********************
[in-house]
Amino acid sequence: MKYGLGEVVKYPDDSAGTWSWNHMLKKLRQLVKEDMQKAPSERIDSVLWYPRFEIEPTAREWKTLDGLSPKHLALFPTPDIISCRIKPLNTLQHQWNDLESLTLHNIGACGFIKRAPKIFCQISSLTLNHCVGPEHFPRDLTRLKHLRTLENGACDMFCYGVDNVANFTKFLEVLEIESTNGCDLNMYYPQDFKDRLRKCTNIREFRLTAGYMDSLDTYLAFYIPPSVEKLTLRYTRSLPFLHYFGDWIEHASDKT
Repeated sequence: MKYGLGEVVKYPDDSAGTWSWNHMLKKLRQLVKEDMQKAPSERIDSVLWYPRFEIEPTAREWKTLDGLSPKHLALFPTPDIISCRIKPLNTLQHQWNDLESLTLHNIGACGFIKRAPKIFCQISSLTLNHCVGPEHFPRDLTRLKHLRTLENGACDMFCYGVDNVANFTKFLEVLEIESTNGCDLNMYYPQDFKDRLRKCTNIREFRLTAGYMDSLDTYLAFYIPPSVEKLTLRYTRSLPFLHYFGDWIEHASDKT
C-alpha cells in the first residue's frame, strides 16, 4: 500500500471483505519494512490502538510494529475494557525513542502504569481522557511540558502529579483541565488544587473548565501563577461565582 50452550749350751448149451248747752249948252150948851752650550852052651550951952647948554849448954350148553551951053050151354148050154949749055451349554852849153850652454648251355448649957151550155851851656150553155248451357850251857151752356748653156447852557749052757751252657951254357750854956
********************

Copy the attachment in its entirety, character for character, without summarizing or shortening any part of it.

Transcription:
[in-house]
Amino acid sequence: MKYGLGEVVKYPDDSAGTWSWNHMLKKLRQLVKEDMQKAPSERIDSVLWYPRFEIEPTAREWKTLDGLSPKHLALFPTPDIISCRIKPLNTLQHQWNDLESLTLHNIGACGFIKRAPKIFCQISSLTLNHCVGPEHFPRDLTRLKHLRTLENGACDMFCYGVDNVANFTKFLEVLEIESTNGCDLNMYYPQDFKDRLRKCTNIREFRLTAGYMDSLDTYLAFYIPPSVEKLTLRYTRSLPFLHYFGDWIEHASDKT
Repeated sequence: MKYGLGEVVKYPDDSAGTWSWNHMLKKLRQLVKEDMQKAPSERIDSVLWYPRFEIEPTAREWKTLDGLSPKHLALFPTPDIISCRIKPLNTLQHQWNDLESLTLHNIGACGFIKRAPKIFCQISSLTLNHCVGPEHFPRDLTRLKHLRTLENGACDMFCYGVDNVANFTKFLEVLEIESTNGCDLNMYYPQDFKDRLRKCTNIREFRLTAGYMDSLDTYLAFYIPPSVEKLTLRYTRSLPFLHYFGDWIEHASDKT
C-alpha cells in the first residue's frame, strides 16, 4: 500500500471483505519494512490502538510494529475494557525513542502504569481522557511540558502529579483541565488544587473548565501563577461565582 50452550749350751448149451248747752249948252150948851752650550852052651550951952647948554849448954350148553551951053050151354148050154949749055451349554852849153850652454648251355448649957151550155851851656150553155248451357850251857151752356748653156447852557749052757751252657951254357750854956